DSC_67501.jpg

| EXHIBITION HALL |

Marianne Morild

"Septentrionalis"

12.11.2021 - 16.01.2022

Opening event: Artist talk with exhibiting artist Marianne Morild in converstaion with Anne Marthe Dyvi.
Anne Marthe Dyvi´s work can be described as interdisciplinary, site-specific and process-orientated. She has a special interest for technology and time, and works with the behaviour and survival of nature and humanity.

more info >>>

Curated by Malin Barth.

 

The exhibition Septentrionalis is about resources and values and our ability to adapt to change— the new reality that is coming. The background for the project is investigations of how landscape painting can be a medium for a problematising of a nature under stress and the relationship between humans, landscape, and nature. Viewed historically, landscape painting lies in a national-romantic tradition with imperialist connotations. Marianne Morild’s contemporary landscapes query whether this tradition has been exhausted. Having previously mirrored this historical gaze, with this exhibition she gives us the opportunity of looking in a new way. Septentrionalis becomes a metaphor for our present condition.

 

The title, Septentrionalis, is a Latin word meaning ‘from the north’ and refers to the seven stars of the star formation known as the Plough. The expression can be found on maps from the 1600 and 1700s, indicating unexplored regions in the global north-west. In Marianne Morild’s new paintings we approach a place that refers to a landscape we know, where we are asked to think over where we wish to end up when we stand with a map in our hand and venture out on a new journey. What is it we wish to find and what is the dream that got us to venture out toward a new coast in the first place? What challenges face us there?

 

Previous to this exhibition, Morild has in the last five years worked with digital maps from the oil industry as source material for paintings. She has looked at how the aesthetics of these maps and their use value represent our epoch’s relationship to nature and landscape. In these earlier works she developed a formal language in which painting functioned both as image and as map of fragmented landscapes or planets seen from a far-off perspective. The works explored our attachment to basic resources and our transgression of the earth’s limits.

 

Septentrionalis creates a tension with Morild’s previous, more iconic work in which the gaze captured something that lay beyond a self. The new paintings represent a quite other way to view the world. The perspective has moved from an external standpoint where we only see fragments detached from context. In the new work Morild has produced for this exhibition, vegetation, geography, and atmosphere are explored from within, where humans are surrounded and are a part of the landscape. This shift in perspective gives us agency in the encounter. The narrative now appears considerably more alarming and suggests how we must now understand the world. Morild implies that our relationship to the landscape must be reappraised. The situation demands that our image-world is challenged. What is the definition of value today if we don’t first base it on capital gains? What is it we search for in landscape painting? There are major contradictions in the ways of approaching terms like landscape and value today. The big question is and will continue to be: how should we look at the landscape? In a timely manner, the exhibition opening coincides with the conclusion of the international climate conference COP 26 in Glasgow.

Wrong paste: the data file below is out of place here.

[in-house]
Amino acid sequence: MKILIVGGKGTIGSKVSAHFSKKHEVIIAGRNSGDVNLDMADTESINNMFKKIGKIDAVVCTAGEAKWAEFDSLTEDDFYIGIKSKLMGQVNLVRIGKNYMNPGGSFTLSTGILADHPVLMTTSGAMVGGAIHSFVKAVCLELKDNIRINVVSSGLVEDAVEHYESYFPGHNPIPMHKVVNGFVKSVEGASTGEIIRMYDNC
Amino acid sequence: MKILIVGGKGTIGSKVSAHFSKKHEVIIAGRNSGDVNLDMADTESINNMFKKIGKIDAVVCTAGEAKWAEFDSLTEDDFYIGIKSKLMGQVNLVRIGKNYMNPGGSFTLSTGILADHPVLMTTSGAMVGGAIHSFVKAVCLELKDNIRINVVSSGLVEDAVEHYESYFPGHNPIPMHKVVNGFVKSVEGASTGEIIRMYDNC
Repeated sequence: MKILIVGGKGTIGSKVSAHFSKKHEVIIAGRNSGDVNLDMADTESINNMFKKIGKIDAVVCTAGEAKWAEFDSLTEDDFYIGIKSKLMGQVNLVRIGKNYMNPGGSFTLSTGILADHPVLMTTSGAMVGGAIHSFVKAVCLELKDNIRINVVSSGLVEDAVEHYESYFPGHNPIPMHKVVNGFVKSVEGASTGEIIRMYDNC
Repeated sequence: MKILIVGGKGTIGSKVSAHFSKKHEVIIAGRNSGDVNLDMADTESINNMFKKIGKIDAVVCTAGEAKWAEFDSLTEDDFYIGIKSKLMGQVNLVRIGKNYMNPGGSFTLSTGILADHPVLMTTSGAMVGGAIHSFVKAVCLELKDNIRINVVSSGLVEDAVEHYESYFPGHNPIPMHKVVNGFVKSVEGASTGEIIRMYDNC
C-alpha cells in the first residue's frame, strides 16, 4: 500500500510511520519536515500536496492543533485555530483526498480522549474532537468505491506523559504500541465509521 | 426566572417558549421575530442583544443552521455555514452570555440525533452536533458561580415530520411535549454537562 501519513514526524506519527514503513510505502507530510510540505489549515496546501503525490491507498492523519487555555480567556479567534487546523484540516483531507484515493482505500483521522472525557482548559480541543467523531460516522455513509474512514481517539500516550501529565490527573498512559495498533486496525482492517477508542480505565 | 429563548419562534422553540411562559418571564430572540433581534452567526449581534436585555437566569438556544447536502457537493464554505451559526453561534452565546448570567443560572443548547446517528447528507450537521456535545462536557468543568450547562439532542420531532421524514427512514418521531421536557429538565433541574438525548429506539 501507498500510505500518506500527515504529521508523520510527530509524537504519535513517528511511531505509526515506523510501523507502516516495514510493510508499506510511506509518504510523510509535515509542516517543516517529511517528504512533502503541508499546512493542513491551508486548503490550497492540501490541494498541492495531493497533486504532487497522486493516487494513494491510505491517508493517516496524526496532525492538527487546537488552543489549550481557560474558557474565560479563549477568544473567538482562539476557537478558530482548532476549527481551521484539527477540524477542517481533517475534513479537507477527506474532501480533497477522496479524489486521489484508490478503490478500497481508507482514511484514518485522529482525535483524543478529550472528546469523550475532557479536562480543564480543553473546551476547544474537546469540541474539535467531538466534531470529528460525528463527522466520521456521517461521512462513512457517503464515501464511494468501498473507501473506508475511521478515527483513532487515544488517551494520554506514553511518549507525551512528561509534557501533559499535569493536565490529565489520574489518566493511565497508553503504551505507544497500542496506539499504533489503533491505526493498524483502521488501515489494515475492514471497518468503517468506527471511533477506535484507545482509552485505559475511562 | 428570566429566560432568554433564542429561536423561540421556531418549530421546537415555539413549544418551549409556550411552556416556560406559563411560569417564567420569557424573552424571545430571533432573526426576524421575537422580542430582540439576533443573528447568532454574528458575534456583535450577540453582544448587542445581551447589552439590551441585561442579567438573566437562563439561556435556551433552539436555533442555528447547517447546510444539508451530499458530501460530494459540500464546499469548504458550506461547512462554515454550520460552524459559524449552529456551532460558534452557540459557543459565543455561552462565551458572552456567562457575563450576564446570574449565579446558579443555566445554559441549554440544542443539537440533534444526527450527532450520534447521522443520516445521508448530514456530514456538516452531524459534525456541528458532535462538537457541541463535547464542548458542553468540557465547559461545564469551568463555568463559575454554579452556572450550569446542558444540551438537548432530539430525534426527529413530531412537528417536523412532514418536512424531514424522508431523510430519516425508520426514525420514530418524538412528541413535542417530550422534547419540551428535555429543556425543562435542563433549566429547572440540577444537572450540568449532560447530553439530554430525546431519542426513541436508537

Kunsthall 3,14’s ornamental exhibition space becomes the frame for this exhibition and elements from the architectural ornamentation are reflected in the paintings. They also function as a reference to, amongst other things, Baroque maps. The canvases on the wall give space for closer exploration of the landscapes. Between the pillars in the room, a few plaster sculptures are like their own macrocosmos. Cartography also functions as a structural principle for the installation of the exhibition along similar lines to those cartographic elements central to the images themselves.

 

Marianne Morild studied in London at Central Saint Martin’s College (MA Fine Art) and Chelsea College of Art (BA Hon. Fine Art Painting). In November 2021­–April 2022 she will show a selection of paintings at Centre Pompidou-Metz, France, in the exhibition curated by Martin Guinard and philosophy Bruno Latour, Toi et moi on ne vit pas sur la même planète. The exhibition at Centre Pompidou-Metz is a continuation of the Taipei Biennale 2020, where Morild was invited by the curators to take part. The biennale was about democracy and ecology and was shown at the Taipei Fine Art Museum from November 2020–March 2021. Morild has also had a number of exhibitions in United Kingdom and Norway.

 

- Falling apart together by 3,14´s text contributor Johnny Herbert >>>

- Audio guide >>>

 

LIST OF ARTWORKS:

1   Still Life, 2021

oil on canvas,150x200cm

2   Cornucopia, 2021

oil on canvas, 150x200cm

3   The Unbuilding, 2021

oil on canvas, 150x200cm

4   Constellation II, 2021

oil on canvas, 20x25cm

5   Conversations, 2021

oil on canvas, 60x50cm

6   Still Life (Palm), 2021

oil on canvas, 60x50cm

7   Magician, 2021

oil on canvas, 60x50cm

8   Flotsam, 2021

oil on canvas, 30x35cm

9   Feast, 2021

oil on canvas, 60x50cm

10   Lurcher, 2021

oil on canvas, 60x50cm

11   Jetsam, 2021

oil on canvas, 20x25cm

12   Afterglow, 2021

oil on canvas, 150x120cm

13   Constellation I, 2021

oil on canvas, 25x30cm

14   Ship of Fools (Captain), 2021

sculpture, oil & plaster

15   Ship of Fools (Load), 2021

sculpture, oil & plaster

16   Ship of Fools (Tree), 2021

sculpture, oil & plaster